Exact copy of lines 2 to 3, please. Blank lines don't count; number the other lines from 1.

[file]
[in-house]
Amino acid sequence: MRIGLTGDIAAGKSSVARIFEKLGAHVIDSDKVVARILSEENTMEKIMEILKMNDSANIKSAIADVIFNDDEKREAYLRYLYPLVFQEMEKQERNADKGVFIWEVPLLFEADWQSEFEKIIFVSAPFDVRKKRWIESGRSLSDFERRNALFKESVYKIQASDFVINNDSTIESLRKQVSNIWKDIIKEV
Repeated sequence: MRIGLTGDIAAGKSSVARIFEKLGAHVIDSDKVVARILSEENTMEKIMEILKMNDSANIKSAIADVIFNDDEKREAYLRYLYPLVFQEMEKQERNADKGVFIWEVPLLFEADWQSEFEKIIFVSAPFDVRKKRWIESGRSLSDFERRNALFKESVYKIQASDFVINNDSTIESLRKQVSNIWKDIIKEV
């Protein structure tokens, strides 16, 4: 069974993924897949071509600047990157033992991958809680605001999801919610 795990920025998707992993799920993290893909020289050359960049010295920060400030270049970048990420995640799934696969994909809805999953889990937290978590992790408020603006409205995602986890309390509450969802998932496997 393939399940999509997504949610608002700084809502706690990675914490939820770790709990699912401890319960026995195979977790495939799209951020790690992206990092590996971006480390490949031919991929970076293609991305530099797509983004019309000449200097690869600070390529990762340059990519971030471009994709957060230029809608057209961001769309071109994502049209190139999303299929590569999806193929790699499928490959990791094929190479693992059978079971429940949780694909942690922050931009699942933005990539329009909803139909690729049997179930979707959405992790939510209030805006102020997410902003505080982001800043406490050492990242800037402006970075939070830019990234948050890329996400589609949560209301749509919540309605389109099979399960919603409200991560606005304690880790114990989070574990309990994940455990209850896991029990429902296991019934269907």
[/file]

Amino acid sequence: MRIGLTGDIAAGKSSVARIFEKLGAHVIDSDKVVARILSEENTMEKIMEILKMNDSANIKSAIADVIFNDDEKREAYLRYLYPLVFQEMEKQERNADKGVFIWEVPLLFEADWQSEFEKIIFVSAPFDVRKKRWIESGRSLSDFERRNALFKESVYKIQASDFVINNDSTIESLRKQVSNIWKDIIKEV
Repeated sequence: MRIGLTGDIAAGKSSVARIFEKLGAHVIDSDKVVARILSEENTMEKIMEILKMNDSANIKSAIADVIFNDDEKREAYLRYLYPLVFQEMEKQERNADKGVFIWEVPLLFEADWQSEFEKIIFVSAPFDVRKKRWIESGRSLSDFERRNALFKESVYKIQASDFVINNDSTIESLRKQVSNIWKDIIKEV